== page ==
Just under 3,400 children were awaiting a consultation with the HSE’s mental health services at the end of 2021, according to new figures.
The figure of 3,357 children awaiting an appointment with Child and Adolescent Mental Health Services (Camhs), released to Labour TD for Cork East Sean Sherlock via parliamentary question, was raised at this morning’s meeting of the Public Accounts Committee with the HSE to discuss those services.
Of those 3,357 children awaiting an appointment, more than half have been waiting for more than three months, while 221 have been waiting for more than a year.
The HSE’s community healthcare organisation (CHO4), which covers Kerry and Cork, is the worst-impacted sector, with 682 children awaiting an appointment. The 97 children waiting for more than a year for an appointment in CHO4 is likewise the worst in the country.
Mr Sherlock told the HSE’s CEO, Paul Reid, that he remains “to be convinced that proper resources are being deployed” in terms of mental health services.
Mr Reid replied that he “understands the frustration” regarding Camhs waiting lists. His chief operating officer Anne O’Connor told the hearing that “actually Camhs performs well with respect to targets”. She said that the HSE’s target for an initial Camhs consultation is 12 weeks, with urgent cases to be seen inside three days.
In terms of the recent Maskey Report into Camhs in south Kerry between 2016 and 2021, which found that “significant harm” had been done to 46 children on foot of the medicines prescribed by a doctor there, Mr Reid said the issue was a “complete failure” of procedure and oversight.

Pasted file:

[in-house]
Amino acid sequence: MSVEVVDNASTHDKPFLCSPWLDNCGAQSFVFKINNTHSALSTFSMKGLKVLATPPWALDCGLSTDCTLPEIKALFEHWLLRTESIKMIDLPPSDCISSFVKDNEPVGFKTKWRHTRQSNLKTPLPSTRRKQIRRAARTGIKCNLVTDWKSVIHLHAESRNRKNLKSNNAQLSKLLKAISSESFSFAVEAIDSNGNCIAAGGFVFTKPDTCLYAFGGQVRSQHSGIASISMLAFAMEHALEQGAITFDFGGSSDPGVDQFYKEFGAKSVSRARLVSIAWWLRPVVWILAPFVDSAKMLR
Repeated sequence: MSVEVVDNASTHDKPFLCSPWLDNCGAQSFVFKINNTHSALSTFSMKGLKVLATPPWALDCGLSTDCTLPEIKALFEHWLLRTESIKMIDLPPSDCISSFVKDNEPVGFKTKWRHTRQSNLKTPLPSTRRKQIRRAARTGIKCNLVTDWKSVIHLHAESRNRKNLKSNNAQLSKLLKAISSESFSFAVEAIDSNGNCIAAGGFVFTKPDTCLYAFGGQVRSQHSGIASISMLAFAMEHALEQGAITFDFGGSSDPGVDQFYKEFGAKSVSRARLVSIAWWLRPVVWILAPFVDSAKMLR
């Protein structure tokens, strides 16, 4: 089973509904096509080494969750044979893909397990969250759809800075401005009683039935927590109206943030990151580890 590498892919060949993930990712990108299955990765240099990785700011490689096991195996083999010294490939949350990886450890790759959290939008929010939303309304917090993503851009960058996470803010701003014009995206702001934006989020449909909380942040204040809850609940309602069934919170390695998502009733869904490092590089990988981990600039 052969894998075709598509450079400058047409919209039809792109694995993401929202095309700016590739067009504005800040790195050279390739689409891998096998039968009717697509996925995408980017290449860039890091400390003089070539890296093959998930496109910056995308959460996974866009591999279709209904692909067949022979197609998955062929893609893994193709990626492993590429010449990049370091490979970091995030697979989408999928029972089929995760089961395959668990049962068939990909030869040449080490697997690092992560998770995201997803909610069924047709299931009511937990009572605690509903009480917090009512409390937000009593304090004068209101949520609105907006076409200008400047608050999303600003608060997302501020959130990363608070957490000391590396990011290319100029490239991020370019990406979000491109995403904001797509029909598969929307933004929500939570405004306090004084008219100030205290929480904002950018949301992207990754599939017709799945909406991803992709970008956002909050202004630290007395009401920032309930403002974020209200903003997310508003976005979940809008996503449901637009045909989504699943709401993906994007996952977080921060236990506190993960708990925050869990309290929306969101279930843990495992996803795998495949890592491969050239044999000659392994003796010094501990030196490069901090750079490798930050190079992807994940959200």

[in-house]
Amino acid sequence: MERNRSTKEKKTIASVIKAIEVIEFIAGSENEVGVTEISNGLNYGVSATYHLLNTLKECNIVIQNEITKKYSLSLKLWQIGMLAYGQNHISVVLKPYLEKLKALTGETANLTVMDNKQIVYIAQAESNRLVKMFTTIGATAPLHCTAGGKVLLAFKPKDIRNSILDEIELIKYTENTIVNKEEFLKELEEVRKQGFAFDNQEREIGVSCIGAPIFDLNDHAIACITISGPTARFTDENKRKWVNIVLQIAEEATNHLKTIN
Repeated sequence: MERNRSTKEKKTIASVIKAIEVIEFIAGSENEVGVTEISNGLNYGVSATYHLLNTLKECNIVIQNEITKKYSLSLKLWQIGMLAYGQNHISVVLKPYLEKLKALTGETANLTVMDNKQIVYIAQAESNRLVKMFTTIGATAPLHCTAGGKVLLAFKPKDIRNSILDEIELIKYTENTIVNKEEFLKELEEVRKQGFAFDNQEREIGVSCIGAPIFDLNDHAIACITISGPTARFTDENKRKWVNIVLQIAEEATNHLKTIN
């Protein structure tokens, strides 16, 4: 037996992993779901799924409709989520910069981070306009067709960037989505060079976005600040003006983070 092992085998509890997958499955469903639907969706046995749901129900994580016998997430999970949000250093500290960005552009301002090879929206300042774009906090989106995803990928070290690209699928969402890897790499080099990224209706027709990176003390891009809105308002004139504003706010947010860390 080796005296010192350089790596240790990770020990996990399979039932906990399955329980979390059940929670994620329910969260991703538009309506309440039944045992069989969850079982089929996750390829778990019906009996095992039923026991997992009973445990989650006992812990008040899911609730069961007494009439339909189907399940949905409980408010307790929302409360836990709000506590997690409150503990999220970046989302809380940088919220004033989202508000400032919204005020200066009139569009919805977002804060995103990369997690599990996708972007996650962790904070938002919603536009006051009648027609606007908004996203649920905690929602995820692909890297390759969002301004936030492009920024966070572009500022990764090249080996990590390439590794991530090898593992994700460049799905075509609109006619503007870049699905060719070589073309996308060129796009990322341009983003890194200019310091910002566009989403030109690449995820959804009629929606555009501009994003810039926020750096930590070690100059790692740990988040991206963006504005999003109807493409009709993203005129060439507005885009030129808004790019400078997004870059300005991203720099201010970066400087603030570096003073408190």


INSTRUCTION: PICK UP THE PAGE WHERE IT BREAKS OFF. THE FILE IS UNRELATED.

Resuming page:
He said that the whistleblowing doctor regarding the scandal, Dr Ankur Sharma, has made a protected disclosure to him directly, which precludes him from speaking on the matter in-depth with the committee. “We are going to do justice to that disclosure, but you have to accept my role,” Mr Reid said.
The Comptroller and Auditor General Seamus McCarthy told the meeting that the more than €1 billion of current spending on mental health services in 2020 is as yet unaudited.
“The appropriation account for the vote does not report the outturn for the mental health services, either in terms of delivery performance or of service-related expenditure,” Mr McCarthy said. "Reconciling the budget figures for mental health funding to the HSE’s annual report spending figure for mental health is further complicated because of the different bases of accounting used.”
At PAC, @neasa_neasa lays into @roinnslainte re closure of Owenacurra mental health centre. "You have decided to move 19 ppl 30km, I had a man crying the other day, he’s lived there all his life. This has nothing to do with residents, this is to do with centralising expenditure"— Cianan Brennan (@ciananbrennan) March 10, 2022
Social Democrats TD Catherine Murphy took issue with this point, and asked the Department of Health witness to the committee, Seamus Hempenstall, about that expenditure being unaudited. Mr Hempenstall replied that he was “unaware” of the C&AG’s report on the matter.
“How do you make sure the money is spent on the services it is actually provided for?” Ms Murphy replied.
In terms of the HSE’s plans to shut the Owenacurra community mental health centre in Midleton, and a proposed replacement facility at Glenwood House in Carrigaline, Mr Sherlock said that “sending people 30 kilometres up the road is not how we treat people in this day and age”.
He asked that Mr Reid “reconsider and have a bit of heart in respect of these people”.
“We’ve given it a thorough assessment, it’s not the appropriate location for residents for the future. We do have real heart on this one, we fully empathise and we are fully committed to finding solutions,” he said.